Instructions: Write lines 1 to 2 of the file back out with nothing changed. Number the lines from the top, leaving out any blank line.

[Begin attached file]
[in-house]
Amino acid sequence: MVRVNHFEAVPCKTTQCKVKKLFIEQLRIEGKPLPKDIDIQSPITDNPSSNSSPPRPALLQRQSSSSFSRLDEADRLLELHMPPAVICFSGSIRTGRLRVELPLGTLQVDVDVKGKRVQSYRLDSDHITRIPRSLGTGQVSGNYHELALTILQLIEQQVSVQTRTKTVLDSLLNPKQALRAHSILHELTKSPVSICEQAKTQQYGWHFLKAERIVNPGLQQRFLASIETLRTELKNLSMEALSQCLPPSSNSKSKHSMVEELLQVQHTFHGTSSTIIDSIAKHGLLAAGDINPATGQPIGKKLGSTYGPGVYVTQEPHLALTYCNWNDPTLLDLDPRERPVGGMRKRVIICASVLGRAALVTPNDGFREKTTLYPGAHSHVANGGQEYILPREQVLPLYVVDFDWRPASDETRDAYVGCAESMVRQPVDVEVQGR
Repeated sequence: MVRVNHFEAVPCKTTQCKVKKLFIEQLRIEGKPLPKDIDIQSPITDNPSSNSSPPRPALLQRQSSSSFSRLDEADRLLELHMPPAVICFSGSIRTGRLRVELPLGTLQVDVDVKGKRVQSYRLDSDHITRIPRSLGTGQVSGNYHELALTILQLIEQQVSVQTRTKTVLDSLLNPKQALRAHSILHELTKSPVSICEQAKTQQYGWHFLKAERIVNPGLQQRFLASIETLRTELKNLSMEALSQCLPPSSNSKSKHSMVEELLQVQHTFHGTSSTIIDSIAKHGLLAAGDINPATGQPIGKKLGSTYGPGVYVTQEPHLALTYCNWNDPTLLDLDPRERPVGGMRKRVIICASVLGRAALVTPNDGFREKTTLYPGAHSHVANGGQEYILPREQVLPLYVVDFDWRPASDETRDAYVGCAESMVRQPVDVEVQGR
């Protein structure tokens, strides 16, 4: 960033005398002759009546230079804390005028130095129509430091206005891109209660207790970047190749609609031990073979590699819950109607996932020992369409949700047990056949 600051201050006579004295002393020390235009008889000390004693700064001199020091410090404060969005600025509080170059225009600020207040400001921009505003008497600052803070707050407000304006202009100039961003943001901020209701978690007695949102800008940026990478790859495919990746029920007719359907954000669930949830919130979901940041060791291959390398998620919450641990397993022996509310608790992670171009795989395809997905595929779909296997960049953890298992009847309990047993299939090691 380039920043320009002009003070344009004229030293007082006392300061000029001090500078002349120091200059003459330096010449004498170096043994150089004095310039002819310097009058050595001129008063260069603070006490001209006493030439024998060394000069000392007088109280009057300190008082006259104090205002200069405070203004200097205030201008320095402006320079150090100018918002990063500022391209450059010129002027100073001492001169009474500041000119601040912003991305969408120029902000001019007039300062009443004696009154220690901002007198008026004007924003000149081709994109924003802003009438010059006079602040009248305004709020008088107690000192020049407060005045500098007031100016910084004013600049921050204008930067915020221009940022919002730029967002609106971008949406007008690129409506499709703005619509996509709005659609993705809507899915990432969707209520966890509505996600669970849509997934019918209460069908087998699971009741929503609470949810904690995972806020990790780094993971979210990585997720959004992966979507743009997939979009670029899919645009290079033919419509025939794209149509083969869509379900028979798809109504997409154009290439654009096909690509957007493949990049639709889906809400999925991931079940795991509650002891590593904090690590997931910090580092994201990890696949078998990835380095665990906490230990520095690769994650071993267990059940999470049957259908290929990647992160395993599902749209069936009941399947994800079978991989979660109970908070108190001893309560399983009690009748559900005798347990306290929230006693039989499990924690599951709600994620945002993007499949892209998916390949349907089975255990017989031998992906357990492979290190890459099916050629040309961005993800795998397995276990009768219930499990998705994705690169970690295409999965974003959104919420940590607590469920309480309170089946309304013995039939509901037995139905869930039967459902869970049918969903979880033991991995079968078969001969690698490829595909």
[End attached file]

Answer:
[in-house]
Amino acid sequence: MVRVNHFEAVPCKTTQCKVKKLFIEQLRIEGKPLPKDIDIQSPITDNPSSNSSPPRPALLQRQSSSSFSRLDEADRLLELHMPPAVICFSGSIRTGRLRVELPLGTLQVDVDVKGKRVQSYRLDSDHITRIPRSLGTGQVSGNYHELALTILQLIEQQVSVQTRTKTVLDSLLNPKQALRAHSILHELTKSPVSICEQAKTQQYGWHFLKAERIVNPGLQQRFLASIETLRTELKNLSMEALSQCLPPSSNSKSKHSMVEELLQVQHTFHGTSSTIIDSIAKHGLLAAGDINPATGQPIGKKLGSTYGPGVYVTQEPHLALTYCNWNDPTLLDLDPRERPVGGMRKRVIICASVLGRAALVTPNDGFREKTTLYPGAHSHVANGGQEYILPREQVLPLYVVDFDWRPASDETRDAYVGCAESMVRQPVDVEVQGR